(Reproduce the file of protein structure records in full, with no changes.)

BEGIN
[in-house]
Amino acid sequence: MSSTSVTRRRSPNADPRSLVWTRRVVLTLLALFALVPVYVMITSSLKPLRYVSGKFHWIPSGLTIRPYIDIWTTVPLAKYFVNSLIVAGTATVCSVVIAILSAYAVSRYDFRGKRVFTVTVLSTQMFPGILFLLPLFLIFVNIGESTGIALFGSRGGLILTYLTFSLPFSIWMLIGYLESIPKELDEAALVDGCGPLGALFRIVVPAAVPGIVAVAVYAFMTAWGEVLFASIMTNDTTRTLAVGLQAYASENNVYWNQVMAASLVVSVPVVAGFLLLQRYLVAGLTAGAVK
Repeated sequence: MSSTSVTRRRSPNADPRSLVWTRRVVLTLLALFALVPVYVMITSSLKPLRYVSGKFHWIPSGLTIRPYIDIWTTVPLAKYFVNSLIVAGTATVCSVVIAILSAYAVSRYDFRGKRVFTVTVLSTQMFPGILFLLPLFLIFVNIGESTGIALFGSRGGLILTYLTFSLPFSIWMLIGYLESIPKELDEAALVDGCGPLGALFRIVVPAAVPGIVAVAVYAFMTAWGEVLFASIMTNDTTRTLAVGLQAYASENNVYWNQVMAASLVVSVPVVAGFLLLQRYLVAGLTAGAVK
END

[in-house]
Amino acid sequence: MSSTSVTRRRSPNADPRSLVWTRRVVLTLLALFALVPVYVMITSSLKPLRYVSGKFHWIPSGLTIRPYIDIWTTVPLAKYFVNSLIVAGTATVCSVVIAILSAYAVSRYDFRGKRVFTVTVLSTQMFPGILFLLPLFLIFVNIGESTGIALFGSRGGLILTYLTFSLPFSIWMLIGYLESIPKELDEAALVDGCGPLGALFRIVVPAAVPGIVAVAVYAFMTAWGEVLFASIMTNDTTRTLAVGLQAYASENNVYWNQVMAASLVVSVPVVAGFLLLQRYLVAGLTAGAVK
Repeated sequence: MSSTSVTRRRSPNADPRSLVWTRRVVLTLLALFALVPVYVMITSSLKPLRYVSGKFHWIPSGLTIRPYIDIWTTVPLAKYFVNSLIVAGTATVCSVVIAILSAYAVSRYDFRGKRVFTVTVLSTQMFPGILFLLPLFLIFVNIGESTGIALFGSRGGLILTYLTFSLPFSIWMLIGYLESIPKELDEAALVDGCGPLGALFRIVVPAAVPGIVAVAVYAFMTAWGEVLFASIMTNDTTRTLAVGLQAYASENNVYWNQVMAASLVVSVPVVAGFLLLQRYLVAGLTAGAVK